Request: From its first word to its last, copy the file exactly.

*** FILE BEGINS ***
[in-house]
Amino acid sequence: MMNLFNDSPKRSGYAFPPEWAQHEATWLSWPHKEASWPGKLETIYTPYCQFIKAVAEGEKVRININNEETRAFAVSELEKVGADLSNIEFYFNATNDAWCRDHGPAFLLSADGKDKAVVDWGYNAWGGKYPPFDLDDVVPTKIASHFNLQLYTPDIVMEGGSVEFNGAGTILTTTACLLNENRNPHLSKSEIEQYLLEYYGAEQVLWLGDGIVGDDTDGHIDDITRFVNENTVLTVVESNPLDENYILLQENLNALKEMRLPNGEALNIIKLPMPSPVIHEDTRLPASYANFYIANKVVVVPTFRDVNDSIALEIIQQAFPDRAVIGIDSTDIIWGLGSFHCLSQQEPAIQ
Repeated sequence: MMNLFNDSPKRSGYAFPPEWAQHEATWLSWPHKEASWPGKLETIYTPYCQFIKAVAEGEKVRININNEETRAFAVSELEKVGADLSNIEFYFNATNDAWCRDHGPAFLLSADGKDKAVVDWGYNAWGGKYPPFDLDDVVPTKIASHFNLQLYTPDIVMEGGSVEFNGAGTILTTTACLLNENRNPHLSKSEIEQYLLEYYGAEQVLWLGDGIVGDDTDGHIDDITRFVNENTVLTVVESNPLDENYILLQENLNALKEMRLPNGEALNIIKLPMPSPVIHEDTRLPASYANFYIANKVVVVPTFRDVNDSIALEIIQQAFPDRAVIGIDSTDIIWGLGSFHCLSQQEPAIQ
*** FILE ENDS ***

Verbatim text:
[in-house]
Amino acid sequence: MMNLFNDSPKRSGYAFPPEWAQHEATWLSWPHKEASWPGKLETIYTPYCQFIKAVAEGEKVRININNEETRAFAVSELEKVGADLSNIEFYFNATNDAWCRDHGPAFLLSADGKDKAVVDWGYNAWGGKYPPFDLDDVVPTKIASHFNLQLYTPDIVMEGGSVEFNGAGTILTTTACLLNENRNPHLSKSEIEQYLLEYYGAEQVLWLGDGIVGDDTDGHIDDITRFVNENTVLTVVESNPLDENYILLQENLNALKEMRLPNGEALNIIKLPMPSPVIHEDTRLPASYANFYIANKVVVVPTFRDVNDSIALEIIQQAFPDRAVIGIDSTDIIWGLGSFHCLSQQEPAIQ
Repeated sequence: MMNLFNDSPKRSGYAFPPEWAQHEATWLSWPHKEASWPGKLETIYTPYCQFIKAVAEGEKVRININNEETRAFAVSELEKVGADLSNIEFYFNATNDAWCRDHGPAFLLSADGKDKAVVDWGYNAWGGKYPPFDLDDVVPTKIASHFNLQLYTPDIVMEGGSVEFNGAGTILTTTACLLNENRNPHLSKSEIEQYLLEYYGAEQVLWLGDGIVGDDTDGHIDDITRFVNENTVLTVVESNPLDENYILLQENLNALKEMRLPNGEALNIIKLPMPSPVIHEDTRLPASYANFYIANKVVVVPTFRDVNDSIALEIIQQAFPDRAVIGIDSTDIIWGLGSFHCLSQQEPAIQ